Judy’s family restaurant and the crying bride
February 1, 2010
Judy’s Family Restaurant in Fruita, Colo., is typical of most family-owned restaurants. You will find restaurants like this one in small towns, especially in the West. They are not franchises. There are no golden arches. There are no drive-up windows, nor flashing neon signs. If you can’t find it, ask anyone in town where Judy’s is located. They will readily give your directions to the small strip mall at the corner of Maple Street and Highway 6 and 50. It is the end unit off Maple Street where you’ll see the cars, vans, trucks or magnificent Harleys in the parking lot outside their front door.
Warm sunshine beams in through sparkling, Venetian blind windows, topped with checkered gingham valances. On the walls are hand-painted saws and framed pictures by local photographers and artists offered for sale. When you’re seated, one of the waitresses will greet you with a menu, asking what you would like to drink and reading the “specials” to you from the chalkboard list.
Good waitresses like hers are a valuable asset to any restaurant. At Judy’s place, each has her own personality: Toni, an attractive, tall cowgirl from California and Texas, owns nine horses. Cute Ladonna’s “thing” is she likes to wear colorful, “message” tee-shirts. Newcomer Trish, originally from Utah, with her curly hair and great attitude. (Ask to see the picture of her baby grandson, Silas). Charming Terri is the big football fan, both of the Broncos and her son’s football team, FMHS. And then there is darling Scotty, with her full Scottish brogue and her funny jokes. All these attractive gals, some young grandmothers, others mothers of school-age children, greet their regular customers by name, and sometimes adding a needed hug. They even know how you like your eggs and what kind of toast, “sourdough or wheat?” that you prefer.
We chatted with Judy, the owner, and asked when she came to Fruita and how she personally envisions her restaurant today.
“We moved to Fruita in 1977 and I got a job with the School District. I met so many people and their families,” Judy replied. “I get customers here that are third and fourth generations of people I know. We support FMHS, the Little League and the local Lions. We think it’s important to support the various community groups.
“I like to think of my restaurant as one of the small, hometown restaurants everyone used to visit on old Route 66, clean and simple, but with good, fresh homemade food, including our soups and pies. Some come for the sociability factor. We’ve met people who tell us their traveling friends have advised that if they drive I-70 from California to Denver, get off at the Fruita exit and eat at Judy’s Restaurant. That’s flattering to hear,” she grinned.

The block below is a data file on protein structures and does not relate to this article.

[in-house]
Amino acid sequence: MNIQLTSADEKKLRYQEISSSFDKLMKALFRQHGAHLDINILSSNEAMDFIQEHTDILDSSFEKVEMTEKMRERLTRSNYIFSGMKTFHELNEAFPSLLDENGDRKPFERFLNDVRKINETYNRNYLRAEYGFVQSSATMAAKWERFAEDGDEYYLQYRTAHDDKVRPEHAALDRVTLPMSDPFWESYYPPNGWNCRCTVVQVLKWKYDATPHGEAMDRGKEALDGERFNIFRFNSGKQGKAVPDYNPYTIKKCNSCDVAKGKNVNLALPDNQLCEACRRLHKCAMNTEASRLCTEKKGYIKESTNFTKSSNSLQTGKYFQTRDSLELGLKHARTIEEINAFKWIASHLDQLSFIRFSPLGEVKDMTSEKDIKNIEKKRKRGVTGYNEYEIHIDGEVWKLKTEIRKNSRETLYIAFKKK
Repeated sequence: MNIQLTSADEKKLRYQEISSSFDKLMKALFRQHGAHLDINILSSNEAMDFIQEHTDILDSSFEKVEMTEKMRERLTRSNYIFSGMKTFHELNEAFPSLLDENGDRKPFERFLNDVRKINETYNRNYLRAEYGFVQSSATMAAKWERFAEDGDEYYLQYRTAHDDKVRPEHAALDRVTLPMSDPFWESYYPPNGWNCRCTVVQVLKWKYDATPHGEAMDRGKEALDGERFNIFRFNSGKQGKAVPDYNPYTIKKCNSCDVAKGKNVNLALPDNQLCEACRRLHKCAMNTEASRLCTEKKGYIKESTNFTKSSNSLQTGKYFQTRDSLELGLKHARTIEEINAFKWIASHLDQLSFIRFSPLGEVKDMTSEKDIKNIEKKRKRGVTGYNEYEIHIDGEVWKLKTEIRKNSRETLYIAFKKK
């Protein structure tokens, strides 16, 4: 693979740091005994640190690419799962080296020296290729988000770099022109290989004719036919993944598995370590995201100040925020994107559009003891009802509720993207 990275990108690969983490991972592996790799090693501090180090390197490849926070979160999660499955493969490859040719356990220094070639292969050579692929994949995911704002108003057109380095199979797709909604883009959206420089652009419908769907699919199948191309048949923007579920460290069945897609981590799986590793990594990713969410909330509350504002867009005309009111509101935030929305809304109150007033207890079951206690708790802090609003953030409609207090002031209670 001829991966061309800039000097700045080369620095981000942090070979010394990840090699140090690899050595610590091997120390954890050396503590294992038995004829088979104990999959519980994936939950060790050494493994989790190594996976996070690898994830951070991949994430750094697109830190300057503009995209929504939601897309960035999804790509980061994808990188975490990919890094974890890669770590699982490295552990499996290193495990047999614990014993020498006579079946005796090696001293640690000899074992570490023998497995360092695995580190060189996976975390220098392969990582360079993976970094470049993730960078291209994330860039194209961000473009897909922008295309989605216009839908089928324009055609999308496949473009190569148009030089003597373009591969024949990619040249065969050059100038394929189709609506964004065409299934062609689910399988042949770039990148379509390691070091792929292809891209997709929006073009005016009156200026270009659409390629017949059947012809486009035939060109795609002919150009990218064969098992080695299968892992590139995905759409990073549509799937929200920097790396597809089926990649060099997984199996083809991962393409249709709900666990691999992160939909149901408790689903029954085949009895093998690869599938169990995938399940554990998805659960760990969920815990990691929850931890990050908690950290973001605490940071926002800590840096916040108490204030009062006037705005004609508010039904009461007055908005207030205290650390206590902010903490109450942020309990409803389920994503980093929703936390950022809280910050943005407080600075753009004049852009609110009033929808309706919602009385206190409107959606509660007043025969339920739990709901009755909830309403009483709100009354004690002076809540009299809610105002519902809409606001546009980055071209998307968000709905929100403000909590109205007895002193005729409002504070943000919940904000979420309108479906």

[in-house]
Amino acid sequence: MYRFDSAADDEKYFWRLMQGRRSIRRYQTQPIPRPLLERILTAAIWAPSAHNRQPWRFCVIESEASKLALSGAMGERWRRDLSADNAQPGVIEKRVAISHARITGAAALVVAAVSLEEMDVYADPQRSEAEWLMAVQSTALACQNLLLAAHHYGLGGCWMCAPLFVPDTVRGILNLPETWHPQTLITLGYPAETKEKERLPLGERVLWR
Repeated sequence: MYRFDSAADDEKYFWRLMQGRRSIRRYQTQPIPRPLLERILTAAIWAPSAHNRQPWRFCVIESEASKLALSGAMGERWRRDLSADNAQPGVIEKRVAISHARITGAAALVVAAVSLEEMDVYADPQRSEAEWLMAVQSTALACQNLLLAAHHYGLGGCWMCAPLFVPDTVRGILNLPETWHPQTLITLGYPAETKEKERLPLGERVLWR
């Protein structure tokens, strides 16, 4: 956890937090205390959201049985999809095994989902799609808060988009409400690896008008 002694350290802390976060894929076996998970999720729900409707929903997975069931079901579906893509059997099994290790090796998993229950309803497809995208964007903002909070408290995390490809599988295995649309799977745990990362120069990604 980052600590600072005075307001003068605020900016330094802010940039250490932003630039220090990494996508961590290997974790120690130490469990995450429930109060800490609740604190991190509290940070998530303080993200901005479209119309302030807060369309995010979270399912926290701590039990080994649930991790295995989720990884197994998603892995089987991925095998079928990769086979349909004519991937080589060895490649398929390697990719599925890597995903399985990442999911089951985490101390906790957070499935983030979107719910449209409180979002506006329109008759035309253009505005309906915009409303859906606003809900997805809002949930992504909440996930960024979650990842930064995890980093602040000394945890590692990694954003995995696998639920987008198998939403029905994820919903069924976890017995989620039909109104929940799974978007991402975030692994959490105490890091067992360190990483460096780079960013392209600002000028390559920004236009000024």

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Judy shared details of the unplanned wedding held in her restaurant over four years ago. We call it “The Case of the Crying Bride.” A young gal and her boyfriend were eating, when she started crying. The concerned waitress asked, “What’s wrong? Can I help?” Drying her eyes, the gal shared her problem:
“We were on our way to Vegas to get married when our car broke down. They towed it here to the closest repair shop,” she pointed outside. “He’s closed! We’ll have to wait overnight for the car to be fixed. My Government visa passport expires this weekend. We started out in Chicago, where I lived with my uncle. That’s where I met my American fiance. We’ve got to get to Vegas or I will be sent back to Europe. Now we are STUCK,” she wailed, pushing aside her dish.
The sympathetic waitress headed into the kitchen, relating the story of the crying bride. The waitresses and Judy decided to help them. After explaining the dilemma to the customers, several customers volunteered to go out and determine what the car’s mechanical problem was. Returning, they announced, “It’s a broken fuel pump. We can buy one in town, get our tools and install it.” They readily passed a hat, collecting enough for a fuel pump and two new tires that they thought were needed.
While waiting, Judy called Janet at the Motor Vehicle Office, asking if she could bring the couple over to discuss what they needed to get married. After getting an affirmative answer, she dropped them off and stopped at Flowers By Jimmie on Aspen St. to talk to the owner, Jimmie Downer. Jimmie created a bridal bouquet of gorgeous roses.
Returning to the restaurant, the wedding was scheduled for 2 p.m., right after closing. The groom brought in their suitcases, so he and his bride could wear the clothes they’d planned to wear, using Judy’s restrooms to change clothes. The flowers arrived. Scotty, the waitress, decided the bride would need something old, something new, something borrowed and something blue. She declared, “How about George as something old?” and the crowd laughed. “Here’s something borrowed,” said a customer, pulling a bracelet from her purse. Most of the customers elected to stay and witness the ceremony.
The young Chicago newlyweds were joyously surprised at the unexpected kindness they experienced on that sunny day in Fruita from strangers at Judy’s Restaurant. What a story the couple will have to tell their children!